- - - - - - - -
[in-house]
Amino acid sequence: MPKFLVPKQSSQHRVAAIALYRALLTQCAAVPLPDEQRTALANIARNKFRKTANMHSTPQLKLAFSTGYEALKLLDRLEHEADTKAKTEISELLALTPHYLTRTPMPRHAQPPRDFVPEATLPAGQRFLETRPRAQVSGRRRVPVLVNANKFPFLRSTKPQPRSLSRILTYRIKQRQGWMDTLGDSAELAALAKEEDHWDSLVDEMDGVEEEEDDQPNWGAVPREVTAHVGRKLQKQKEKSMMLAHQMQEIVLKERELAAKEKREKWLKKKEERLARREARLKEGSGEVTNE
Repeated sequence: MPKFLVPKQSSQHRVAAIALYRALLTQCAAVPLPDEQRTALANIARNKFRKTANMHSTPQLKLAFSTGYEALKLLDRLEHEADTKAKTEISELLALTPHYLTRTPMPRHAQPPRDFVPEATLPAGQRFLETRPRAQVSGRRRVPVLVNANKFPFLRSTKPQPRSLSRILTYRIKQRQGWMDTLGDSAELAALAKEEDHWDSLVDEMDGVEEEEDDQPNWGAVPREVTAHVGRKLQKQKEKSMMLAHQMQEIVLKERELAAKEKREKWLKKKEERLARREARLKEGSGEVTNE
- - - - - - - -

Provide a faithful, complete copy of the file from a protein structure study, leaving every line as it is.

[in-house]
Amino acid sequence: MPKFLVPKQSSQHRVAAIALYRALLTQCAAVPLPDEQRTALANIARNKFRKTANMHSTPQLKLAFSTGYEALKLLDRLEHEADTKAKTEISELLALTPHYLTRTPMPRHAQPPRDFVPEATLPAGQRFLETRPRAQVSGRRRVPVLVNANKFPFLRSTKPQPRSLSRILTYRIKQRQGWMDTLGDSAELAALAKEEDHWDSLVDEMDGVEEEEDDQPNWGAVPREVTAHVGRKLQKQKEKSMMLAHQMQEIVLKERELAAKEKREKWLKKKEERLARREARLKEGSGEVTNE
Repeated sequence: MPKFLVPKQSSQHRVAAIALYRALLTQCAAVPLPDEQRTALANIARNKFRKTANMHSTPQLKLAFSTGYEALKLLDRLEHEADTKAKTEISELLALTPHYLTRTPMPRHAQPPRDFVPEATLPAGQRFLETRPRAQVSGRRRVPVLVNANKFPFLRSTKPQPRSLSRILTYRIKQRQGWMDTLGDSAELAALAKEEDHWDSLVDEMDGVEEEEDDQPNWGAVPREVTAHVGRKLQKQKEKSMMLAHQMQEIVLKERELAAKEKREKWLKKKEERLARREARLKEGSGEVTNE